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Understanding HR’s role in the new health care reform law

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in Employee Benefits Program,HR Management,Human Resources,Small Business Tax,Small Business Tax Deduction Strategies

President Obama’s signing of the controversial Patient Protection and Affordable Care Act on March 23, 2010, marked the finish of a yearlong partisan battle. But for HR professionals, March 23 was a starting line—the beginning of big changes in the way they handle employer-provided health benefits.

While many provisions won’t kick in until as late as 2014, some take effect this year (see box below).

Most of those immediate changes affect health insurers and the coverage they must offer. But if your organization provides health benefits, you need to understand this short-term timetable.

Advice: Work with your insurance carrier to learn about how it plans to roll out these new mandates. Your health coverage will be different, and it’s up to insurance companies to communicate those changes to you. But it’s up to you to inform employees about them. Ask your carrier to help develop benefits communications materials you can pass along to employees.

The law means new obligations for insurance companies, plus new responsibilities for employers. Specifics:

Individual mandate

The entire reform law rests on the idea that when more people have health insurance—young, healthy people in addition to older, sicker people—risk will be spread out and costs will come down.

The law requires everyone to have health insurance by 2014. Those who choose not to have insurance would pay a $95 penalty in the first year. But the price tag will go up to $695 or 2% of income (whichever is higher) in 2016.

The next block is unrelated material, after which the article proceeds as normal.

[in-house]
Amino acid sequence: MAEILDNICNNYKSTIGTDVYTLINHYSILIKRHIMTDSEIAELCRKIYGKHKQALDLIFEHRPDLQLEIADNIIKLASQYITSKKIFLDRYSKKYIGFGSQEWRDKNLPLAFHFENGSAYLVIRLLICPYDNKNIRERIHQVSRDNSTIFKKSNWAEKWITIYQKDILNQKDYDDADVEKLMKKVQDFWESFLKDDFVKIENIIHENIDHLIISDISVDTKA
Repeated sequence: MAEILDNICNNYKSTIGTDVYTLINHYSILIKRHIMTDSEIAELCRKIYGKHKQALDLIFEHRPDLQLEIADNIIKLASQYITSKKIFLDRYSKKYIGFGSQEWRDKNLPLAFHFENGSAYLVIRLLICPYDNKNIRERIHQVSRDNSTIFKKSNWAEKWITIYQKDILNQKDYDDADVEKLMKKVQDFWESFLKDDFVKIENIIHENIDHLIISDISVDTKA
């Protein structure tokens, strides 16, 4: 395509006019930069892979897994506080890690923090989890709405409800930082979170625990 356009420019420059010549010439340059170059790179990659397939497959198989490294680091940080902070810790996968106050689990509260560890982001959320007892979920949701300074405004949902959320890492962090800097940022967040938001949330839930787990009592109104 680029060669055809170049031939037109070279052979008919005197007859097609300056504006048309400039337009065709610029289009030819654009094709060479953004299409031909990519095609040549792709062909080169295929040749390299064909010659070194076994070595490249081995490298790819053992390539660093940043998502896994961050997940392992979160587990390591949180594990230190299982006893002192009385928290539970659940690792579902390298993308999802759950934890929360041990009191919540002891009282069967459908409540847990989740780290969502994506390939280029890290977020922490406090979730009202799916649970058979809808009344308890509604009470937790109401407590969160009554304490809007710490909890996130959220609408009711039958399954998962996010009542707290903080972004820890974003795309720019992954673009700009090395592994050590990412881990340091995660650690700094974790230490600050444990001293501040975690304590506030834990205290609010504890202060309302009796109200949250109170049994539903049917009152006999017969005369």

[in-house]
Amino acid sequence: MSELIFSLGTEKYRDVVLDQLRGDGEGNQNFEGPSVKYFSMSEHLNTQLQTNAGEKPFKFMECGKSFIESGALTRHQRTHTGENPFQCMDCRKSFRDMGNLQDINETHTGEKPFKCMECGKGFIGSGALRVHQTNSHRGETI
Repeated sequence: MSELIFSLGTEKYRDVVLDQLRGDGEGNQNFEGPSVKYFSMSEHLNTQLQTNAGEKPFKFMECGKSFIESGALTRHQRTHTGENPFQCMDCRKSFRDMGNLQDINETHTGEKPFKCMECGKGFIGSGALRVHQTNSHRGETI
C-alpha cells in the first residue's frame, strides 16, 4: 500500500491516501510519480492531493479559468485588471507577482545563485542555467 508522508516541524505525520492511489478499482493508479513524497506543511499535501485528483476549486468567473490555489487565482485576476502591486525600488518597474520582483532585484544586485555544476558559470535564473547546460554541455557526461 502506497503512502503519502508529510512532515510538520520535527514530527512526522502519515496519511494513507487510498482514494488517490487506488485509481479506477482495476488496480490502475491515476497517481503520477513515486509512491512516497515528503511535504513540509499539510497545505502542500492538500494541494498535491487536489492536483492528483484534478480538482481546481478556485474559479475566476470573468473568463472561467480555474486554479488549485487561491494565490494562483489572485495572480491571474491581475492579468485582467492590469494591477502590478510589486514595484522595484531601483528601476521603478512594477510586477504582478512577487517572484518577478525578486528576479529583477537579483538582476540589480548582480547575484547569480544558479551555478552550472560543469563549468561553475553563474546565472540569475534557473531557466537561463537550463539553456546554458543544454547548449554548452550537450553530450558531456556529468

The law is expected to bring insurance to more than 32 million Americans who currently aren’t covered. Within a decade, health reform advocates say, about 95% of Americans will have health insurance, up from the current 83%.

Effects on employers

Technically speaking, the law doesn’t require employers to provide health insurance benefits. However, it does establish strong incentives to do so.

• “Large employers”—those with 50 or more employees—that don’t offer insurance will have to pay an annual tax of $2,000 per full-time worker. The first 30 uncovered workers would not count toward the tax penalty. Small employers (those with fewer than 50 employees) will be exempt from the tax.

Businesses with more than 200 employees must automatically enroll workers into their health plans. Employees would then be able to opt out. These provisions go into effect in 2014.

Small-business tax credits of up to 35% will take effect this year to help organizations with 25 or fewer employees pay for affordable employer-provided insurance. The IRS will publish these new rules.

Advice: Stay in contact with your insurance broker or carrier. They’ll have this information as soon as it’s available.

Qualified small businesses will be able to purchase insurance for employees through state-based exchanges known as Small Business Health Options Programs (SHOPs). They will be designed to allow small employers to pool risk together, ideally lowering coverage costs. SHOPs must be in place by 2014.

Note: If you’re a small business and even one of your employees opts out of employer-provided coverage in favor of insurance available through the state-based exchanges, you could be required to provide a voucher worth the value of the per-employee premiums you pay.

This generally applies to lower-income workers who would pay more than 8% of their income for employer-provided coverage.

The law also caps employee contributions to health-related flexible spending accounts (FSAs) at $2,500 per year in 2011 and beyond. Employees will no longer be able to use FSA funds to pay for over-the-counter medications.

Tip: Ask your FSA provider about plans to implement this change. Employees will want details before they commit to FSA contributions next year.

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